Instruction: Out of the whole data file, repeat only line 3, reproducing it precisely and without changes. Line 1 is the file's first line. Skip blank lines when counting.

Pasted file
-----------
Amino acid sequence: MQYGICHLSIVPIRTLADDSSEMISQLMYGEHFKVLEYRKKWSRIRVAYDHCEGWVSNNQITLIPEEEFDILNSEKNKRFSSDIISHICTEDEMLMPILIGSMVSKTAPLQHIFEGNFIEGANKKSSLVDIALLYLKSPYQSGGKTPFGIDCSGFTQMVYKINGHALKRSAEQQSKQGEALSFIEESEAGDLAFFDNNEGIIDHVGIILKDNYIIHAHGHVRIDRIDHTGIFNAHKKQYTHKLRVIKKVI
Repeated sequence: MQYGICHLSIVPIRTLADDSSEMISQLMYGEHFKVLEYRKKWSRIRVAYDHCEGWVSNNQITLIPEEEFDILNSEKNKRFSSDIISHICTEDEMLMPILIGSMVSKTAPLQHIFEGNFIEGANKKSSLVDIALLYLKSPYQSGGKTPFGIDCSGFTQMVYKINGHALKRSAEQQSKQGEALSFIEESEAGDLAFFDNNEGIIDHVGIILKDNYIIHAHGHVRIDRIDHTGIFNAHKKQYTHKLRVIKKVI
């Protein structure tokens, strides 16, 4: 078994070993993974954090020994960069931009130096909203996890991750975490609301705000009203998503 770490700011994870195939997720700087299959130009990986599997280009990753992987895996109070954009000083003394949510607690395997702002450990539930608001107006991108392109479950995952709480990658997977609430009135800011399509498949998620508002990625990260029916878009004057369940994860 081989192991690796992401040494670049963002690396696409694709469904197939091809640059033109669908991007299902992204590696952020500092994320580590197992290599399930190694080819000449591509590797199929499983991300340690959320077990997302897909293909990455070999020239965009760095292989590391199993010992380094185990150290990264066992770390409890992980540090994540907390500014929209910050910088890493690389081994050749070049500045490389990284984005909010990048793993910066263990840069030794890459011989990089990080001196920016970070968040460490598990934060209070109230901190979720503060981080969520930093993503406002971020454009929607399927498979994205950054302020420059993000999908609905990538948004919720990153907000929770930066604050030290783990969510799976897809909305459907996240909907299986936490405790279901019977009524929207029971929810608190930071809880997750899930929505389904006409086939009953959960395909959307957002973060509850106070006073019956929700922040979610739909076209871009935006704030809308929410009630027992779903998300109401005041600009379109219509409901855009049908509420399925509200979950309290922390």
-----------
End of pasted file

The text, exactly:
């Protein structure tokens, strides 16, 4: 078994070993993974954090020994960069931009130096909203996890991750975490609301705000009203998503 770490700011994870195939997720700087299959130009990986599997280009990753992987895996109070954009000083003394949510607690395997702002450990539930608001107006991108392109479950995952709480990658997977609430009135800011399509498949998620508002990625990260029916878009004057369940994860 081989192991690796992401040494670049963002690396696409694709469904197939091809640059033109669908991007299902992204590696952020500092994320580590197992290599399930190694080819000449591509590797199929499983991300340690959320077990997302897909293909990455070999020239965009760095292989590391199993010992380094185990150290990264066992770390409890992980540090994540907390500014929209910050910088890493690389081994050749070049500045490389990284984005909010990048793993910066263990840069030794890459011989990089990080001196920016970070968040460490598990934060209070109230901190979720503060981080969520930093993503406002971020454009929607399927498979994205950054302020420059993000999908609905990538948004919720990153907000929770930066604050030290783990969510799976897809909305459907996240909907299986936490405790279901019977009524929207029971929810608190930071809880997750899930929505389904006409086939009953959960395909959307957002973060509850106070006073019956929700922040979610739909076209871009935006704030809308929410009630027992779903998300109401005041600009379109219509409901855009049908509420399925509200979950309290922390």